The downside to Audacity is that it’s not so easy on the eye as GarageBand, and it’s also less easy to learn to use because it’s not so intuitive. Of course, there are plenty of YouTube tutorials on how to record and edit a podcast in Audacity, and it’s perfectly possible for beginners to learn, but it’ll take a bit more time to get used to than GarageBand thanks to the huge number of settings and effects available to you.
Another major downside to Audacity, particularly when compared with GarageBand, is that it doesn’t have a library of pre-recorded sounds and it doesn’t support MIDI recordings. If you’re planning to jazz up your podcast with jingles or background music, this will make things a bit more challenging.
3. Adobe Audition
Another option for podcast editing is Adobe Audition. Adobe Audition provides a digital audio workstation that lets you record and mix high-quality podcasts before exporting straight to your audience. This is a good option if you already pay a monthly subscription to access other Adobe apps, and you don’t need to be an expert to use it (there are lots of free tutorials available to help you get to grips with it).
Pros and cons
The great thing about Adobe Audition is that it has a library of thousands of royalty-free sound effects, which let you enhance your podcast so that it sounds sleek and professional. It’s also great for editing out noise, and works well in conjunction with other Adobe products if you’re used to using those.
The downside to Adobe Audition is that although it offers both Waveform and Multitrack editing, some users don’t find it as effective for multi-track recordings, and it doesn’t support MIDI recordings. What’s more, unlike GarageBand and Audacity, Adobe Audition isn’t free – you’ll need to pay a subscription fee of £19.97 a month to use it. Alternatively, you can subscribe to the whole suite of Adobe Creative apps for £49.94 a month.
For a simpler option for podcasting beginners, the last option I’ll touch on today is Alitu, a web-based tool that claims it “takes your raw recordings and helps you turn them into an amazing, audience-growing show.” A less technical option than any of the digital audio editors we’ve looked at so far, Alitu makes it easy to create podcast episodes, keeping your editing time to a minimum.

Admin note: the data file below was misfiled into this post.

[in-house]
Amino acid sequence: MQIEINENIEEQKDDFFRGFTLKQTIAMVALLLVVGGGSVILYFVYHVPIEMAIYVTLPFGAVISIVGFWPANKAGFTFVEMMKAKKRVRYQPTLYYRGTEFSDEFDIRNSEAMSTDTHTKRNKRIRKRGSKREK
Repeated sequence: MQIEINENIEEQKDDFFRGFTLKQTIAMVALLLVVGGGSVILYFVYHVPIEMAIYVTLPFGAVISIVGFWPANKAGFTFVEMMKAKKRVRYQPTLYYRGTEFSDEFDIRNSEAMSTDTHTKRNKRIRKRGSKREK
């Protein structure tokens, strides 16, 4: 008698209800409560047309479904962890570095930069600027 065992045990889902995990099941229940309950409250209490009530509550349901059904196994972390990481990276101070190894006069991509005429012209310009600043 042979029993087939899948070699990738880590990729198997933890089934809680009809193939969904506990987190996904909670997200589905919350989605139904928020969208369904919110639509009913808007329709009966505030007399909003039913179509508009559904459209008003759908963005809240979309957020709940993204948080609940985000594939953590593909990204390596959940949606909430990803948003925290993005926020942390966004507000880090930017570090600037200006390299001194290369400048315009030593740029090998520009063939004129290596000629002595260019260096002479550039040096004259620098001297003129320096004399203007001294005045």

Pros and cons
Alitu is incredibly user-friendly, so it’s perfect if you’re not so technically minded and just want to focus on building great content. Use it for creating, mixing and editing your podcasts, and let it automatically convert and clean up your audio for you so that you can effortlessly get rid of background sounds (such as a fan or noisy computer). You can upload multiple recordings, add in your own theme music, trim out mistakes and use fades to make your recordings sound professional.
The downside is that Alitu isn’t free – you’ll have to pay a monthly subscription fee of $28.99 a month to use it. You’ll also be more limited in what you can do in terms of audio editing with this software, as it doesn’t let you set audio settings manually. That’s because it’s simplified the process to make it user-friendly, but podcasters who enjoy editing the finer details may not get on so well with this software.
Want more tips on making the most of podcasts for your small business? If you’re not yet sure whether podcasting is for your business, have a read of these tips on why you should consider podcasts for your content marketing strategy. For more advice on creating polished podcasts, check out this post on perfecting your podcast recording, and learn how to reach more listeners with tips on 11 ways to grow your podcast audience organically. Finally, if you’d like to make money from your podcasts, find out how to monetise your podcast by attracting sponsorship.
Rachel Ramsay is a freelance copywriter with a background in digital marketing. She's written copy for clients ranging from the United Nations World Food Programme to The North Face, and particularly enjoys working with lifestyle and travel brands. In her spare time, she volunteers for Guide Dogs and flies light aircraft and helicopters.Read full profile